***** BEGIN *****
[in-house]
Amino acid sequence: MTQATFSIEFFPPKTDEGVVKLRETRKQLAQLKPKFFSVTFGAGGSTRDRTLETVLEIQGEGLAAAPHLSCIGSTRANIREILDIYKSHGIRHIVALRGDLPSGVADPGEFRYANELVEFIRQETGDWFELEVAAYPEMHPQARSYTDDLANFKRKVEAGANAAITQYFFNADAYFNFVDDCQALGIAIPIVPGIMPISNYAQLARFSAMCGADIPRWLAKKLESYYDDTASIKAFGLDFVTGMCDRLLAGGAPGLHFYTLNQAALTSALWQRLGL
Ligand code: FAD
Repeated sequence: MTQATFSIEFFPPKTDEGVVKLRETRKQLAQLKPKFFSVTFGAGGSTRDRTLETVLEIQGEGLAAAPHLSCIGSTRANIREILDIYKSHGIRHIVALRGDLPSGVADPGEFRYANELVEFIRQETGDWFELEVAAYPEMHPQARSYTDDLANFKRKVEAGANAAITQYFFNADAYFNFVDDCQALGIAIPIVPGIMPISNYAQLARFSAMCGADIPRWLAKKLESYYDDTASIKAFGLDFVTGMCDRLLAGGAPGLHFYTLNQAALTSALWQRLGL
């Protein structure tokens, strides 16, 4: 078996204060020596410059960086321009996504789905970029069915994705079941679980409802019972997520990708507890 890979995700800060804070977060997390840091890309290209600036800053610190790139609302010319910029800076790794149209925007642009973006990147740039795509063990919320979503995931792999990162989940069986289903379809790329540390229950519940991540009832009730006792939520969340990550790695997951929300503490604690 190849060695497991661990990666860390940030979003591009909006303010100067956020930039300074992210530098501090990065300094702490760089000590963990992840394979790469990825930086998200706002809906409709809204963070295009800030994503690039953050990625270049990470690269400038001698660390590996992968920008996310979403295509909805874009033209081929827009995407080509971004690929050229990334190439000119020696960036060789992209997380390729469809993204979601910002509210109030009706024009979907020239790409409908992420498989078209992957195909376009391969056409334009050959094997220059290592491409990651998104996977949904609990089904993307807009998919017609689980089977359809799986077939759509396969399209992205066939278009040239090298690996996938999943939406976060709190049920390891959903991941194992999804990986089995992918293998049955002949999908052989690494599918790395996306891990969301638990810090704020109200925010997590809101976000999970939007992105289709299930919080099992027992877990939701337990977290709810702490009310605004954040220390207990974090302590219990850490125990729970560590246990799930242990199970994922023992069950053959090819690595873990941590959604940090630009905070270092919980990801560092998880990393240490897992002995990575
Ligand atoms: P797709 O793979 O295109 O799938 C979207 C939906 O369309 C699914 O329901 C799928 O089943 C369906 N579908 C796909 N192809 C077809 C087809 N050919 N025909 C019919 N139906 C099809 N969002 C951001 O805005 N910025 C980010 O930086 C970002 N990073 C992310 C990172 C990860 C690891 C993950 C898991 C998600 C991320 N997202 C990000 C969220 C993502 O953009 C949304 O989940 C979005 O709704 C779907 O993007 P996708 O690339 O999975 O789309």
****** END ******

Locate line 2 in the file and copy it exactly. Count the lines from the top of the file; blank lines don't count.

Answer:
Amino acid sequence: MTQATFSIEFFPPKTDEGVVKLRETRKQLAQLKPKFFSVTFGAGGSTRDRTLETVLEIQGEGLAAAPHLSCIGSTRANIREILDIYKSHGIRHIVALRGDLPSGVADPGEFRYANELVEFIRQETGDWFELEVAAYPEMHPQARSYTDDLANFKRKVEAGANAAITQYFFNADAYFNFVDDCQALGIAIPIVPGIMPISNYAQLARFSAMCGADIPRWLAKKLESYYDDTASIKAFGLDFVTGMCDRLLAGGAPGLHFYTLNQAALTSALWQRLGL